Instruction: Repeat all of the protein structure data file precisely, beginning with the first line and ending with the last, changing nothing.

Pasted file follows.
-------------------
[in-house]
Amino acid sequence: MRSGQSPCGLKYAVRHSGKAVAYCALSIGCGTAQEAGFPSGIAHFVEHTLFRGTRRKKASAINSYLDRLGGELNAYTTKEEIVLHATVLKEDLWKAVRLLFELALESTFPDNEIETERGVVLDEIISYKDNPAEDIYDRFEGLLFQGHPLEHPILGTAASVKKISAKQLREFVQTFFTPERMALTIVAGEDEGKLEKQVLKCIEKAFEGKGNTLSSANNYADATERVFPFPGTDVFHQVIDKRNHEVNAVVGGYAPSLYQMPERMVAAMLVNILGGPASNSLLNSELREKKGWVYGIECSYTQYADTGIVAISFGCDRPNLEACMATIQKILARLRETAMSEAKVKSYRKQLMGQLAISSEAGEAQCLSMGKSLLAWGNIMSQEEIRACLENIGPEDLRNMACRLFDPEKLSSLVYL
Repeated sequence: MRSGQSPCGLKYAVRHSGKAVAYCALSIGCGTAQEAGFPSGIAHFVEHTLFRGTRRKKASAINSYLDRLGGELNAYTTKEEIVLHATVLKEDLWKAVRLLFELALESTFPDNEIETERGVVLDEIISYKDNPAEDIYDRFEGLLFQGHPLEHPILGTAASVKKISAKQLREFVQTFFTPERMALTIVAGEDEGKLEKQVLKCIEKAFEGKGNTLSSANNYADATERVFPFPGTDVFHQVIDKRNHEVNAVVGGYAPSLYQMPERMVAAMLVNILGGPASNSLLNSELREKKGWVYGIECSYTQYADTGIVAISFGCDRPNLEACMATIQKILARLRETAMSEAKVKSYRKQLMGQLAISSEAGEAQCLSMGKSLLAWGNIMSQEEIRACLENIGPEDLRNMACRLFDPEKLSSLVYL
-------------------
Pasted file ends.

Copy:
[in-house]
Amino acid sequence: MRSGQSPCGLKYAVRHSGKAVAYCALSIGCGTAQEAGFPSGIAHFVEHTLFRGTRRKKASAINSYLDRLGGELNAYTTKEEIVLHATVLKEDLWKAVRLLFELALESTFPDNEIETERGVVLDEIISYKDNPAEDIYDRFEGLLFQGHPLEHPILGTAASVKKISAKQLREFVQTFFTPERMALTIVAGEDEGKLEKQVLKCIEKAFEGKGNTLSSANNYADATERVFPFPGTDVFHQVIDKRNHEVNAVVGGYAPSLYQMPERMVAAMLVNILGGPASNSLLNSELREKKGWVYGIECSYTQYADTGIVAISFGCDRPNLEACMATIQKILARLRETAMSEAKVKSYRKQLMGQLAISSEAGEAQCLSMGKSLLAWGNIMSQEEIRACLENIGPEDLRNMACRLFDPEKLSSLVYL
Repeated sequence: MRSGQSPCGLKYAVRHSGKAVAYCALSIGCGTAQEAGFPSGIAHFVEHTLFRGTRRKKASAINSYLDRLGGELNAYTTKEEIVLHATVLKEDLWKAVRLLFELALESTFPDNEIETERGVVLDEIISYKDNPAEDIYDRFEGLLFQGHPLEHPILGTAASVKKISAKQLREFVQTFFTPERMALTIVAGEDEGKLEKQVLKCIEKAFEGKGNTLSSANNYADATERVFPFPGTDVFHQVIDKRNHEVNAVVGGYAPSLYQMPERMVAAMLVNILGGPASNSLLNSELREKKGWVYGIECSYTQYADTGIVAISFGCDRPNLEACMATIQKILARLRETAMSEAKVKSYRKQLMGQLAISSEAGEAQCLSMGKSLLAWGNIMSQEEIRACLENIGPEDLRNMACRLFDPEKLSSLVYL